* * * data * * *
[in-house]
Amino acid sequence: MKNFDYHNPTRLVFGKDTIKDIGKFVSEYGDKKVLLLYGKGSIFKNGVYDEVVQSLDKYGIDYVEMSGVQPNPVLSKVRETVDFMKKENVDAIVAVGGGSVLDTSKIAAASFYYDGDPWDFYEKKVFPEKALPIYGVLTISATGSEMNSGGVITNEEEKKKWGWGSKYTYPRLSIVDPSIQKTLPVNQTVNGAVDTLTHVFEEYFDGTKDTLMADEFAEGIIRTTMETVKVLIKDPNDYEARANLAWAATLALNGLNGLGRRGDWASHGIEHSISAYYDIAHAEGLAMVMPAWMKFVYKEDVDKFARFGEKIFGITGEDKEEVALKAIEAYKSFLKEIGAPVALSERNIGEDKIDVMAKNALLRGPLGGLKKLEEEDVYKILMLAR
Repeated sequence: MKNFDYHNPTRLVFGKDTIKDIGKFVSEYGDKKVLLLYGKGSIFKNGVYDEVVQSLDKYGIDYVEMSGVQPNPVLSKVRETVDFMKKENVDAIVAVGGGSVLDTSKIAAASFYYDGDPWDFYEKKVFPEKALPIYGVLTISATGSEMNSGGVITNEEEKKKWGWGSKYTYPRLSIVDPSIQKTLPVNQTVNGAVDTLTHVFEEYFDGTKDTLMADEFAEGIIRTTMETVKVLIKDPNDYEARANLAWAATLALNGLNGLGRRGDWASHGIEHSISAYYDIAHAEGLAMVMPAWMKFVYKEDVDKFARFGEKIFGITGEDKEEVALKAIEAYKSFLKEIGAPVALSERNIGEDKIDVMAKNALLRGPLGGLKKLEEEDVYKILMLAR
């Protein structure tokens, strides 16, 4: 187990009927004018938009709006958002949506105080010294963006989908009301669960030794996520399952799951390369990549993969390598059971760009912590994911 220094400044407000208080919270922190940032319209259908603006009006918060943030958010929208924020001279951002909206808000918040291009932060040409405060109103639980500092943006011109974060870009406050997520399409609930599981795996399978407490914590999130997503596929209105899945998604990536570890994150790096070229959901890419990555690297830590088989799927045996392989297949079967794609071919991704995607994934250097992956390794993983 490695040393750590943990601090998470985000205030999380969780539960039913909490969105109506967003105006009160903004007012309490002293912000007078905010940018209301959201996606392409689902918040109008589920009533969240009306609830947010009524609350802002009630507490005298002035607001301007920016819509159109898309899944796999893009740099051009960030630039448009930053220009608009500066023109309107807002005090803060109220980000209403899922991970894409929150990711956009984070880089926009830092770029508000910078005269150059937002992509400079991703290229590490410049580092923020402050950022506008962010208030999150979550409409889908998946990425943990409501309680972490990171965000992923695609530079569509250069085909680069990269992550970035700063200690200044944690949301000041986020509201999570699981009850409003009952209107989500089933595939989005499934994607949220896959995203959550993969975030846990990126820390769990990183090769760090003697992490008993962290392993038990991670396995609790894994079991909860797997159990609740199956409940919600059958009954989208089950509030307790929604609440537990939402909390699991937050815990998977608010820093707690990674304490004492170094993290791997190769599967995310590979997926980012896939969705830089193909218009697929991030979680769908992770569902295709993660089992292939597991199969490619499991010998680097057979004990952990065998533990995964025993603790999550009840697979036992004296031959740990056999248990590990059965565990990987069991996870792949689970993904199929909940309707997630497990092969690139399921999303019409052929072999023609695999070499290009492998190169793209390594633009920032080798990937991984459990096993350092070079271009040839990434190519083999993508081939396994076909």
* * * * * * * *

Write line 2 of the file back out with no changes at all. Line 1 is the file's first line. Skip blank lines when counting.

Amino acid sequence: MKNFDYHNPTRLVFGKDTIKDIGKFVSEYGDKKVLLLYGKGSIFKNGVYDEVVQSLDKYGIDYVEMSGVQPNPVLSKVRETVDFMKKENVDAIVAVGGGSVLDTSKIAAASFYYDGDPWDFYEKKVFPEKALPIYGVLTISATGSEMNSGGVITNEEEKKKWGWGSKYTYPRLSIVDPSIQKTLPVNQTVNGAVDTLTHVFEEYFDGTKDTLMADEFAEGIIRTTMETVKVLIKDPNDYEARANLAWAATLALNGLNGLGRRGDWASHGIEHSISAYYDIAHAEGLAMVMPAWMKFVYKEDVDKFARFGEKIFGITGEDKEEVALKAIEAYKSFLKEIGAPVALSERNIGEDKIDVMAKNALLRGPLGGLKKLEEEDVYKILMLAR